President Obama may have prevailed in his efforts to thwart a Congressional resolution of disapproval against the Iran nuclear agreement, but if a Congressional vote were to occur against his Syria policy he would lose hands down in a total bi-partisan meltdown.
Now that a Senate minority has blocked the bipartisan majority from an up-or-down vote on arguably the most significant foreign policy measure in a generation, some in the media are rushing to judgment about winners and losers.
You can't always get what you want. (That's why it's called "negotiation"...)
Before the agreement officially gained the support it needed to survive on Capitol Hill, Aslan was one of more than seventy Middle East and foreign affairs scholars who sent a letter to Congress urging members to back the deal.
I am proud that this summer a delegation of Harlemites led by The Greater Harlem Chamber of Commerce (GHCC)'s President Lloyd Williams and Council member Inez Dickens returned from their successful mission to Havana, Cuba, where I helped arrange their meetings with senior officials of the Cuban government regarding trade, business and tourism and our anticipated first annual cultural exchange program in 2016 -- Harlem Meets Havana.
Quigley, a member of the House Intelligence Committee, just refuted two key claims of Republican opponents of the Iran deal: the claim that Obama could have gotten a better deal, and that if Congress were to blow up this deal, we could go back to the table and negotiate a different one.
We didn't constantly see signs expressing bigotry at Gore, Kerry, or Dean rallies. And that's the difference. When the tea party talks about taking their country back, it's about more than politics alone.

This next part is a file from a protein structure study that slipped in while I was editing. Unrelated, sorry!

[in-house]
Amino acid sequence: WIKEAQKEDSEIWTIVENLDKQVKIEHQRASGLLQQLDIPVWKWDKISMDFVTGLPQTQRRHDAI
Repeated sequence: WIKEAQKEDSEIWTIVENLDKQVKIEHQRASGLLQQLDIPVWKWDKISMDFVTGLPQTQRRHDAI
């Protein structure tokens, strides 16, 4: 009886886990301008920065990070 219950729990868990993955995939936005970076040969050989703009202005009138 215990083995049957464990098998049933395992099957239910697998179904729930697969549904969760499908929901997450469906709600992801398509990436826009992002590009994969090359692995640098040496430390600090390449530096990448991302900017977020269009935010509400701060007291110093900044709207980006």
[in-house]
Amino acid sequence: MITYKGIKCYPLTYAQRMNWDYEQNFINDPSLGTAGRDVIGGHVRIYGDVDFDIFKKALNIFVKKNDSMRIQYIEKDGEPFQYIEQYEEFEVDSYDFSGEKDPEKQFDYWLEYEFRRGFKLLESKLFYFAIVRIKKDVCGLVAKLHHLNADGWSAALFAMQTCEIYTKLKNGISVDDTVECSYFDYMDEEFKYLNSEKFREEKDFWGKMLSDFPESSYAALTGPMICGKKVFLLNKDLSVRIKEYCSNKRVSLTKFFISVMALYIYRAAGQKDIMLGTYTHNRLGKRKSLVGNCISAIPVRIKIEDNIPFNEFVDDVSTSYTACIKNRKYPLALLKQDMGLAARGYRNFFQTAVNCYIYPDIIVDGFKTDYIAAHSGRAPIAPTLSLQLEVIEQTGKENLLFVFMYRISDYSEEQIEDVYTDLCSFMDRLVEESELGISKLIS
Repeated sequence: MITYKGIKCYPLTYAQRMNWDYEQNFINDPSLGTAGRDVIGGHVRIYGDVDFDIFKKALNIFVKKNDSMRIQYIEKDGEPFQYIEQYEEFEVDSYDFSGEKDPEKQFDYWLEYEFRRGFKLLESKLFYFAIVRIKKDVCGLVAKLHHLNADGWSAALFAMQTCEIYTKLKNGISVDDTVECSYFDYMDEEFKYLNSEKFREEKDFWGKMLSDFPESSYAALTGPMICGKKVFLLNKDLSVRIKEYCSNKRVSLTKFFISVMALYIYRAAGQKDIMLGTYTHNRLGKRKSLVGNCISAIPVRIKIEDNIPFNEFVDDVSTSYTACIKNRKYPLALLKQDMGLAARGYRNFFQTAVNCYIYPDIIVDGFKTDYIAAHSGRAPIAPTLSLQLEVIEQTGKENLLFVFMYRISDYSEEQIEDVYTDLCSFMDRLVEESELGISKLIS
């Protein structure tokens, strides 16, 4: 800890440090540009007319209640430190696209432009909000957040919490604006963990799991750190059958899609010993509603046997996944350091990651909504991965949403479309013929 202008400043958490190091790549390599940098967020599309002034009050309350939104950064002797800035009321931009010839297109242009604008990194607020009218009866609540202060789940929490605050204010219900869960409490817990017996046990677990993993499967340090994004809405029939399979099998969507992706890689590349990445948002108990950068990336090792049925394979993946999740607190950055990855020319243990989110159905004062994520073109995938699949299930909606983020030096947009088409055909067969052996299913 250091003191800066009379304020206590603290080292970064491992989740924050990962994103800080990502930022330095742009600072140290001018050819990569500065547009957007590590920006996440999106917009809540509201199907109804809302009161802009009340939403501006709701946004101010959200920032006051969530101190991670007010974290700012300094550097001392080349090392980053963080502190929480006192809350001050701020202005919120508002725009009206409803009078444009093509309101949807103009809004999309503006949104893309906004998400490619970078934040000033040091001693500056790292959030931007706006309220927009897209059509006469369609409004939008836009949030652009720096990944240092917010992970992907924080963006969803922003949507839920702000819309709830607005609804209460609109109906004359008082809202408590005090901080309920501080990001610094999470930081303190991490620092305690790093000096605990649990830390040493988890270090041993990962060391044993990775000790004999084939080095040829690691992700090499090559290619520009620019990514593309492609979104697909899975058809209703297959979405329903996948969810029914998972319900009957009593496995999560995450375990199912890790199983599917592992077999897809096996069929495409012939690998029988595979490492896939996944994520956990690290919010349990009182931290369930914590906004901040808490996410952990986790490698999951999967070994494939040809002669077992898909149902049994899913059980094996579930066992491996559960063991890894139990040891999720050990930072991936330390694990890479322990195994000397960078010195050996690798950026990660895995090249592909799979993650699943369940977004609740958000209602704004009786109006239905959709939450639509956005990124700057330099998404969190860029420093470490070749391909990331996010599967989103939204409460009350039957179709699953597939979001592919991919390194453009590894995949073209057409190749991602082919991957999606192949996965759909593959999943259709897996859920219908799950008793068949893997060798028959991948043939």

In this drumbeat of bad news, however, there is a counterpoint of hope -- a strategy that can help slow warming in Alaska and the Arctic enough to avoid some of the worst impacts.
Having relinquished and ultimately collapsed on most key negotiating positions in order to placate Iran and bring home a final nuclear deal from Vienna, the White House PR machine is in overdrive.
This essay casts the following questions in a systems analysis paradigm: What if Senator Schumer's is wrong in his assessment? What would be the consequences of that erroneous viewpoint and blunder?
No American citizen should be subjected to the treatment that George Khoury and Habib Joudeh received when they arrived at Ben Gurion Airport in Israel last month.
We're going to begin today with a wrapup of the week that was in the presidential campaigns, and as befitting his status as the Republican frontrunner, we're going to start with Donald Trump.
Not only is Donald Trump taking over the GOP primary campaign, he's taking over our latest Week to Week news quiz. See how much you know about the wee...
After 50 years of stagnation, the sense of progress and potential is real. We are under no illusions that Cuba will be transformed overnight, and we are clear-eyed about the challenges ahead. Among these is Cuba's continued denial of universal human rights.
ADL has had policy on this issue for over a decade because of our mission: to fight the defamation of the Jewish people and to secure justice and fair treatment for all. And, for decades, Iran repeatedly has promoted anti-Semitism and anti-Americanism.
Where Mr. Carter comes from and lives, and his race, make little difference when one considers that this Southern white man has always stood up and fought for the rights and dignity of "the least of these. He has been steadfast and immovable, as the Bible describes we should be.